Relief for Ennis-based Ukrainian as family members escape war
A Ukrainian woman has expressed her relief after members of her family managed to escape from their hometown of Irpin, which is besieged by Russian forces, as the war against Ukraine escalates.
Mariya Nikishanova, who lives in Ennis, tried to help her mother, Nataliia (70), her sister, Olanna and her niece to safety from their home in Irpin.
Barring any unexpected setbacks, they are to fly from Warsaw to Shannon on Thursday before being transported to Mariya’s home in Ennis.
In an interview with the Clare Champion, she said her family had to flee Irpin because it was no longer safe to stay here following the arrival of Russian tanks on the streets of her town.
For Russian forces, the town on the northwestern outskirts of kyiv is considered vital to capture for a possible push deeper into the capital in their attempt to capture the seat of Ukrainian government.
In an attempt to block a possible Russian advance, Ukrainian forces blew up the bridge over the Irpin River to block a key gateway to Kyiv.
Mariya recalled that her sister and niece left Irpin in a car on Friday and arrived in Warsaw on Saturday afternoon.
On Saturday, her mother traveled separately by train from Irpin in Kyiv to Lviv where she took a bus to the Polish border.
Amidst thousands of other fleeing refugees, she had to wait approximately three hours for passport control before being picked up by a Polish volunteer who drove her and three other people to Warsaw where she was reunited with her girl.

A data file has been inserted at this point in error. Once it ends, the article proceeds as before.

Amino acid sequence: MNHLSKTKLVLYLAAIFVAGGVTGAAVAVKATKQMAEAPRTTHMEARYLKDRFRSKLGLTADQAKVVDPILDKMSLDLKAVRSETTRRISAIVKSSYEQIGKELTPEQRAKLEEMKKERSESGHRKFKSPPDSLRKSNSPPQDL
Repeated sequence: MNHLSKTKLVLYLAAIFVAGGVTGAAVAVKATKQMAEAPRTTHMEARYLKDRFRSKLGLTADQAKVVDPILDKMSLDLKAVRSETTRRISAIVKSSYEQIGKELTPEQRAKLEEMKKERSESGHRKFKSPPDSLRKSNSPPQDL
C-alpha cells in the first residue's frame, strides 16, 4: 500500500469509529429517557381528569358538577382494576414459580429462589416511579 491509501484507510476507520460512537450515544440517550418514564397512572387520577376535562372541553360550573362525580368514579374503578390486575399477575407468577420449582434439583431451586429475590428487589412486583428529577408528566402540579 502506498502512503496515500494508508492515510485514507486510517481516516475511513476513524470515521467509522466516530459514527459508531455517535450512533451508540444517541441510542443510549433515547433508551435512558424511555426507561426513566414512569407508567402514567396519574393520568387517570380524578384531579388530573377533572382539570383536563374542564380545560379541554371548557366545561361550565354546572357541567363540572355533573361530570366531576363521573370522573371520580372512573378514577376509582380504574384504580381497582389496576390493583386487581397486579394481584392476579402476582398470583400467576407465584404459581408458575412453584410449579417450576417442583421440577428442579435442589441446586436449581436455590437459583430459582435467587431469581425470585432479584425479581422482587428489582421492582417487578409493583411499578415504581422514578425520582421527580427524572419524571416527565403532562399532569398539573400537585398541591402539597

“We had a good development because my mother, my sister and my niece managed to reach Warsaw.
“Poles help Ukrainians by taking them for free by car from the Polish border to Warsaw.
“I am relieved that my mother, my sister and my niece are now safe in Warsaw. It’s much better for them now. They will arrive at my house on Thursday after flying from Warsaw to Shannon Airport. I can’t wait to see them on Thursday.
“It is very difficult to watch what happens during the war. Irpin is now one of the worst places to be. There are Russian tanks in my streets.
“My mother’s husband also left Irpin’s house to walk to Kyiv because it is no longer possible to stay there.”
Mariya’s family members are among tens of thousands expected to arrive in Ireland over the next few weeks.
Poland’s prime minister has estimated that 1.2 million people have arrived at his border since the Russian invasion began, with border guards processing more than 140,000 new entrants earlier this week.
Six years ago, Mariya came to live in Clare following in the footsteps of her husband, Sergii, when he got a job as a software engineer with Intel in Shannon.
The couple, who live in Ennis, have two children aged five and eight. Mariya was born in Irpin, located about 20 kilometers from kyiv, where she resided for a few years.
On February 21, she planned to travel to Ukraine to celebrate her mother’s 70th birthday on Monday, but was unable to go due to the outbreak of war.
By Dan Danher